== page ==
Natural Resource Projects


Did you know McConnell AFB has a Natural Resource Program? This page outlines a few of the projects we are currently working on.


Pollinator Gardens


The pollinator gardens were established as pilot projects for the National Air Force Pollinator Partnerhsip. They are located at the FamCamp near the fishing ponds. Checkout one or all three:  the hourglass garden, the arrowhead garden, and the AF Wing garden.

  • Each garden has a selection of different plants, all of which are native to Kansas in an attempt to support native pollinators and minimize maintenance.
  • The gardens were planted in Fall 2016 from plugs and in the Spring of 2017 with seeds.  Additional plants were added in Spring of 2018, so not all plants have bloomed or are fully grown.
  • Pollinator surveys were conducted to see what kind of insects are attracted to the plants, and contrasted to non native flower beds on base in 2017. Report is available in the Natural Resource Office.
  • Monarch butterflies have already found the gardens. Biologists have observed Monarch eggs, larvae, and a single chrysalis (the protective case a larva forms to change into a butterfly) on the various species of milkweed planted throughout the gardens.


Click here for maps of the gardens and a plant list!



Survey array set up.
Checkerspot Butterfly
Close up of yellow bee bowl.



 Monarch Garden


June 2017 saw the addition of a butterfly garden complex at the School Age Program yard on base. Biologists are helping to maintain the garden in collaboration with the 4-H club and staff at the Program.

  • The team planted 32 common milkweed plants from MonarchWatch in addition to a few native nectar sources for the adult butterflies. Addtional plants were added in Spring of 2018.
  • The garden complex is now an official Monarch Waystation and belongs to a nationwide community of similar butterfly gardens.
  • When the adult Monarchs visit the garden they have the opportunity to eat and lay eggs on the milkweed. The eggs take 3-5 days to hatch, and then the little caterpillars take about 2-3 weeks to grow and turn into a chrysalis. After another two weeks the adult butterfly emerges and takes time to dry out its wings before taking flight to begin the cycle again.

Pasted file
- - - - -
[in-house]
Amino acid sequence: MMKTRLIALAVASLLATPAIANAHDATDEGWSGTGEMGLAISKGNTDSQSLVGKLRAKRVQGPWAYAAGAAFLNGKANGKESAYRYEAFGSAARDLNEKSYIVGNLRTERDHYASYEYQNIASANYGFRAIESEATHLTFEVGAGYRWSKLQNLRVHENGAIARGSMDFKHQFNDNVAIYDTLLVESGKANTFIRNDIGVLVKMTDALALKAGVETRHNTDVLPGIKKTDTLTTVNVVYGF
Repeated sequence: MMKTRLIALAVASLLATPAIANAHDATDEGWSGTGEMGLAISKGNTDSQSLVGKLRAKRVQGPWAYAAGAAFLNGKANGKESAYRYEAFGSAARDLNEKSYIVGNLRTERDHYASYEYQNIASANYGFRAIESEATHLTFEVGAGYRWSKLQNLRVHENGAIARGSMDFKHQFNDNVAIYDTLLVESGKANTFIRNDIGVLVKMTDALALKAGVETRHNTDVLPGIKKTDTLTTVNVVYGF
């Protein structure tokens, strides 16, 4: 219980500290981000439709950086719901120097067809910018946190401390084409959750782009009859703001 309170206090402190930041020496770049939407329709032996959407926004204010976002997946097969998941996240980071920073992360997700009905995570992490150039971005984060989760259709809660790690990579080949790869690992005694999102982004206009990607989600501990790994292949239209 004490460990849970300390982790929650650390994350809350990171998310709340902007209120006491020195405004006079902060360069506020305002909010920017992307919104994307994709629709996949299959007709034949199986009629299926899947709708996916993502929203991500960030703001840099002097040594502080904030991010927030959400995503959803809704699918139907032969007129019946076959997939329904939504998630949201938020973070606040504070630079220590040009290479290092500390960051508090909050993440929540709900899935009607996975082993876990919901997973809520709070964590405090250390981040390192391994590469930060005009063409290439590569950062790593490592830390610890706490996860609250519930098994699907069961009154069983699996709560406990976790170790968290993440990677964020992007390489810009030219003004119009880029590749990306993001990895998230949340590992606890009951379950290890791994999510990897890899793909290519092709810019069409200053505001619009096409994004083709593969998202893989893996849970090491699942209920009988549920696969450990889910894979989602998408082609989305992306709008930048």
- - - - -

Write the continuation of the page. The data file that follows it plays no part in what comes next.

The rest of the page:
• The egg is white and very, very small (about the size of a point of a pencil) with small vertical lines on it. When the caterpillars first hatch they are green-white with a black head, then they grow and become striped black, yellow, and white with little "horns" on their heads and tail. Adult monarchs are bright orange with black markings, and you can tell males from females because they have a black spot one each of their bottom wings (also known as hindwings). The monarch, throughout it's lifecycle, is poisonous due to the milkweed it eats, and is brightly colored to ward off potential predators.



Official Waystation sign.
Garden out front.
Main garden in back.



Prairie Restoration


In 2016 the old 1090 building lot was repurposed for a prairie restoration project.

  • The lot was reseeded with the help of contractors using drill-seeding which is a method using a machine that puts the seeds automatically in the ground in rows.
  • The project was left to grow with little human interaction and has begun to flourish even after only one growing season. Several species of wildflowers native to Kansas have also grown even without being planted by the contractors or anyone else.
  • Some seeds were spread by hand as the growing season progressed, but this project is a good example of why planting natives is so time, energy, and cost efficient. Native plants adapted to live in a certain type of soil with a certain amount of rainfall and flourish there even when left alone. This is also one of the reasons we planted natives in the pollinator gardens (in addition to just being better for the pollinators and other animals). 



May Growth
Clouded Sulfer
June Growth





If you've seen the tall grass around the streams on base, you've seen a buffer! These very simple pieces of engineering not only reduce the amount of land that needs to be mowed by contractors, but also help decrease erosion and pollution. The roots of the fully grown grasses and other plants in the buffers hold the soil together better than if the plants were mowed. The above ground "roughness" from live and dead vegetation slows stream water velocity. Streams are very strong forces, especially after a long or heavy rainfall and the flowing water can cut away at the banks. This can lead to costly erosion of roads, parking lots, or even buildings and damage to infrastructure. The buffers are also pleasing to look at and provide a nice break to the mowed lawns. 

Presently we are working on removing saplings and invasive plants from the buffers. Removal of saplings simulates disturbances such as grazing by deer or wildfires that have otherwise been supressed due to the urban setting. Invasive plants can disrupt ecosystem function by crowding out the growth of native plants.




A flagged trap in a buffer.
Just released deer mouse.
Scruffed hispid cotton rat.



Questions, comments, concerns? Feel free to stop by Building 9 on base to talk to us, or contact:

Laura Mendenhall: 316-759-5765 or or Tina Seemayer: 759-4445,